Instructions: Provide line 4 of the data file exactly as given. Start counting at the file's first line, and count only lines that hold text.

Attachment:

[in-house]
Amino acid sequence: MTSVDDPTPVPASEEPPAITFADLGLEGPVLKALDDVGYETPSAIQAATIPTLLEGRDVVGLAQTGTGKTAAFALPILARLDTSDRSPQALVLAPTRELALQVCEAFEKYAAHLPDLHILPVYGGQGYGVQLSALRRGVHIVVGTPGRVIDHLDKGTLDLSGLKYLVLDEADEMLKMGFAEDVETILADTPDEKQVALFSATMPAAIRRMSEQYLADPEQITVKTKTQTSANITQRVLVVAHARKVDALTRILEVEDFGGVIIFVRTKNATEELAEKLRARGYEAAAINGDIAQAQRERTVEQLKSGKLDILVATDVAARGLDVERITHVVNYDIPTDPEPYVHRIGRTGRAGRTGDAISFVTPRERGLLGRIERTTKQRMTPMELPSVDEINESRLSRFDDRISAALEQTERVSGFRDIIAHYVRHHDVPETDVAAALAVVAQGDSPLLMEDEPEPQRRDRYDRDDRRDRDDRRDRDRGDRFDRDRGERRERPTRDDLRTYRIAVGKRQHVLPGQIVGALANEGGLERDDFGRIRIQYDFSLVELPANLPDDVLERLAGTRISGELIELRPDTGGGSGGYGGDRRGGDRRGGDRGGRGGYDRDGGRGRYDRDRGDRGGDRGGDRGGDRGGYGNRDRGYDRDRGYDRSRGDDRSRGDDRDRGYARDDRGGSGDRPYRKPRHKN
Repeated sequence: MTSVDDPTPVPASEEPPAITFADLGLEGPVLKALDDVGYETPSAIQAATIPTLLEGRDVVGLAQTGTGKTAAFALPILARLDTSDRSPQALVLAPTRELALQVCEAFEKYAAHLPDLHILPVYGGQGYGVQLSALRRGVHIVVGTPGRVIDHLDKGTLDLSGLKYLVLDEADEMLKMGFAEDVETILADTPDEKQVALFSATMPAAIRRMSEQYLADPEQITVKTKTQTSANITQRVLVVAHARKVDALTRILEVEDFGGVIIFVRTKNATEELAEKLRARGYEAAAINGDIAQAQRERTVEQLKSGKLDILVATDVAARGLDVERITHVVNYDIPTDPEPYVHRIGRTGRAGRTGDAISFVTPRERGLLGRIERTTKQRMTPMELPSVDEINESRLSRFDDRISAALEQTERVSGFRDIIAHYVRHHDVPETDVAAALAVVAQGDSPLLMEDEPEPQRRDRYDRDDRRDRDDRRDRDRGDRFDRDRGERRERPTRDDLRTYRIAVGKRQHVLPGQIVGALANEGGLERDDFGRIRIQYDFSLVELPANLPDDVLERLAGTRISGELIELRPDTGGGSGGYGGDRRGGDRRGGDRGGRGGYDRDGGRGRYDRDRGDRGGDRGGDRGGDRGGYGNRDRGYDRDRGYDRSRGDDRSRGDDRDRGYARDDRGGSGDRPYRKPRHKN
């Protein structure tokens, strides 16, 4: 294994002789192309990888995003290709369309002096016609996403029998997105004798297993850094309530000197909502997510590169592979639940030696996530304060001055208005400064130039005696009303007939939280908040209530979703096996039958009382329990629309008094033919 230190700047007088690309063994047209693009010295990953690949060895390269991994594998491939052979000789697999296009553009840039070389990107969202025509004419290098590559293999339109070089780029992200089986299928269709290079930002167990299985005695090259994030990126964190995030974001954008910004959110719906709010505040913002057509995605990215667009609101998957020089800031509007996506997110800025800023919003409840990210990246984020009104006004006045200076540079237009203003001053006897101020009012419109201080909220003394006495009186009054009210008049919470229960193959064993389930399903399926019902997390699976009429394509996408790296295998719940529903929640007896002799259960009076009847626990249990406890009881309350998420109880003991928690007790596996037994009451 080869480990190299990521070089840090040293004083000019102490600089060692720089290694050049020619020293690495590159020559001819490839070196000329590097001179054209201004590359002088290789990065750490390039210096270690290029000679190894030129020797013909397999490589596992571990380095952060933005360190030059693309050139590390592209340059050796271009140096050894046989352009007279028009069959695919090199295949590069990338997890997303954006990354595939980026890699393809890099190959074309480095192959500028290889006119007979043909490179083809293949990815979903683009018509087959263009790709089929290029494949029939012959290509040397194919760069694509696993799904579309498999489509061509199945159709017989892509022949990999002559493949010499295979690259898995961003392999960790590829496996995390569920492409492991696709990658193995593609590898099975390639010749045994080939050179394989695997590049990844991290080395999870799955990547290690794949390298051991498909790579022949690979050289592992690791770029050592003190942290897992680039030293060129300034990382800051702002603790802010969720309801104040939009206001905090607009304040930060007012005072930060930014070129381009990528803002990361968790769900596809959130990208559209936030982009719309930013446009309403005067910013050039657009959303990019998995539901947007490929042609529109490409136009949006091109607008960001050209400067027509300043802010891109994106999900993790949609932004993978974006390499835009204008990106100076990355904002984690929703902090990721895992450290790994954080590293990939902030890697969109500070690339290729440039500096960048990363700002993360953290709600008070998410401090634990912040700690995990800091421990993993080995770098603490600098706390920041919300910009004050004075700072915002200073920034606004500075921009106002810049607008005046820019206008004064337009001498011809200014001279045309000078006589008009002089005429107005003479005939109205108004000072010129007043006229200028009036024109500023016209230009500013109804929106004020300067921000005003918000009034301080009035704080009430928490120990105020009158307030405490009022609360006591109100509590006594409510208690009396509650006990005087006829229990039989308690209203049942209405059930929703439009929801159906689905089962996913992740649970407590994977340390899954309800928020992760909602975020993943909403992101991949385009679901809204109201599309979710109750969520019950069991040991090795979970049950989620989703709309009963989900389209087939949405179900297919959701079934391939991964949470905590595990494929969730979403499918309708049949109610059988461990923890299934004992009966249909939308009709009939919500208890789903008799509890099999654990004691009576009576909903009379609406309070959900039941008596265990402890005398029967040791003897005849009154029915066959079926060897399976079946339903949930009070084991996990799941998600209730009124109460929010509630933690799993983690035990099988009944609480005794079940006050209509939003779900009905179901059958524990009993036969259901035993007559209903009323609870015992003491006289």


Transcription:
């Protein structure tokens, strides 16, 4: 294994002789192309990888995003290709369309002096016609996403029998997105004798297993850094309530000197909502997510590169592979639940030696996530304060001055208005400064130039005696009303007939939280908040209530979703096996039958009382329990629309008094033919 230190700047007088690309063994047209693009010295990953690949060895390269991994594998491939052979000789697999296009553009840039070389990107969202025509004419290098590559293999339109070089780029992200089986299928269709290079930002167990299985005695090259994030990126964190995030974001954008910004959110719906709010505040913002057509995605990215667009609101998957020089800031509007996506997110800025800023919003409840990210990246984020009104006004006045200076540079237009203003001053006897101020009012419109201080909220003394006495009186009054009210008049919470229960193959064993389930399903399926019902997390699976009429394509996408790296295998719940529903929640007896002799259960009076009847626990249990406890009881309350998420109880003991928690007790596996037994009451 080869480990190299990521070089840090040293004083000019102490600089060692720089290694050049020619020293690495590159020559001819490839070196000329590097001179054209201004590359002088290789990065750490390039210096270690290029000679190894030129020797013909397999490589596992571990380095952060933005360190030059693309050139590390592209340059050796271009140096050894046989352009007279028009069959695919090199295949590069990338997890997303954006990354595939980026890699393809890099190959074309480095192959500028290889006119007979043909490179083809293949990815979903683009018509087959263009790709089929290029494949029939012959290509040397194919760069694509696993799904579309498999489509061509199945159709017989892509022949990999002559493949010499295979690259898995961003392999960790590829496996995390569920492409492991696709990658193995593609590898099975390639010749045994080939050179394989695997590049990844991290080395999870799955990547290690794949390298051991498909790579022949690979050289592992690791770029050592003190942290897992680039030293060129300034990382800051702002603790802010969720309801104040939009206001905090607009304040930060007012005072930060930014070129381009990528803002990361968790769900596809959130990208559209936030982009719309930013446009309403005067910013050039657009959303990019998995539901947007490929042609529109490409136009949006091109607008960001050209400067027509300043802010891109994106999900993790949609932004993978974006390499835009204008990106100076990355904002984690929703902090990721895992450290790994954080590293990939902030890697969109500070690339290729440039500096960048990363700002993360953290709600008070998410401090634990912040700690995990800091421990993993080995770098603490600098706390920041919300910009004050004075700072915002200073920034606004500075921009106002810049607008005046820019206008004064337009001498011809200014001279045309000078006589008009002089005429107005003479005939109205108004000072010129007043006229200028009036024109500023016209230009500013109804929106004020300067921000005003918000009034301080009035704080009430928490120990105020009158307030405490009022609360006591109100509590006594409510208690009396509650006990005087006829229990039989308690209203049942209405059930929703439009929801159906689905089962996913992740649970407590994977340390899954309800928020992760909602975020993943909403992101991949385009679901809204109201599309979710109750969520019950069991040991090795979970049950989620989703709309009963989900389209087939949405179900297919959701079934391939991964949470905590595990494929969730979403499918309708049949109610059988461990923890299934004992009966249909939308009709009939919500208890789903008799509890099999654990004691009576009576909903009379609406309070959900039941008596265990402890005398029967040791003897005849009154029915066959079926060897399976079946339903949930009070084991996990799941998600209730009124109460929010509630933690799993983690035990099988009944609480005794079940006050209509939003779900009905179901059958524990009993036969259901035993007559209903009323609870015992003491006289």